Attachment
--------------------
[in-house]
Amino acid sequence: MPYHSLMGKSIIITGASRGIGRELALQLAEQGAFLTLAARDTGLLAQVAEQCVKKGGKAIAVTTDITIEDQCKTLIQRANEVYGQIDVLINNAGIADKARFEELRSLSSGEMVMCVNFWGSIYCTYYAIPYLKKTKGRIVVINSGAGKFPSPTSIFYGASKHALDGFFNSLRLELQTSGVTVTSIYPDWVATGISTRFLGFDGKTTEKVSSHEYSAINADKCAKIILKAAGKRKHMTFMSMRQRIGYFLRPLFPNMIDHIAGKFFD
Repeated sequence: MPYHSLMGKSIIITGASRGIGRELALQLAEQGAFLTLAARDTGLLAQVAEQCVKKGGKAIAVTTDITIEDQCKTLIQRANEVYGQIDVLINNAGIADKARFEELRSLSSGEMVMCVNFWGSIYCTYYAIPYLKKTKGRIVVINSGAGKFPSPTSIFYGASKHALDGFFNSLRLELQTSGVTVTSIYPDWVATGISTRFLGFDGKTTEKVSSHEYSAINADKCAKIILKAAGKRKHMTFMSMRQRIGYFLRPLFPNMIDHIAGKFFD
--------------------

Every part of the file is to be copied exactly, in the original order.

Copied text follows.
[in-house]
Amino acid sequence: MPYHSLMGKSIIITGASRGIGRELALQLAEQGAFLTLAARDTGLLAQVAEQCVKKGGKAIAVTTDITIEDQCKTLIQRANEVYGQIDVLINNAGIADKARFEELRSLSSGEMVMCVNFWGSIYCTYYAIPYLKKTKGRIVVINSGAGKFPSPTSIFYGASKHALDGFFNSLRLELQTSGVTVTSIYPDWVATGISTRFLGFDGKTTEKVSSHEYSAINADKCAKIILKAAGKRKHMTFMSMRQRIGYFLRPLFPNMIDHIAGKFFD
Repeated sequence: MPYHSLMGKSIIITGASRGIGRELALQLAEQGAFLTLAARDTGLLAQVAEQCVKKGGKAIAVTTDITIEDQCKTLIQRANEVYGQIDVLINNAGIADKARFEELRSLSSGEMVMCVNFWGSIYCTYYAIPYLKKTKGRIVVINSGAGKFPSPTSIFYGASKHALDGFFNSLRLELQTSGVTVTSIYPDWVATGISTRFLGFDGKTTEKVSSHEYSAINADKCAKIILKAAGKRKHMTFMSMRQRIGYFLRPLFPNMIDHIAGKFFD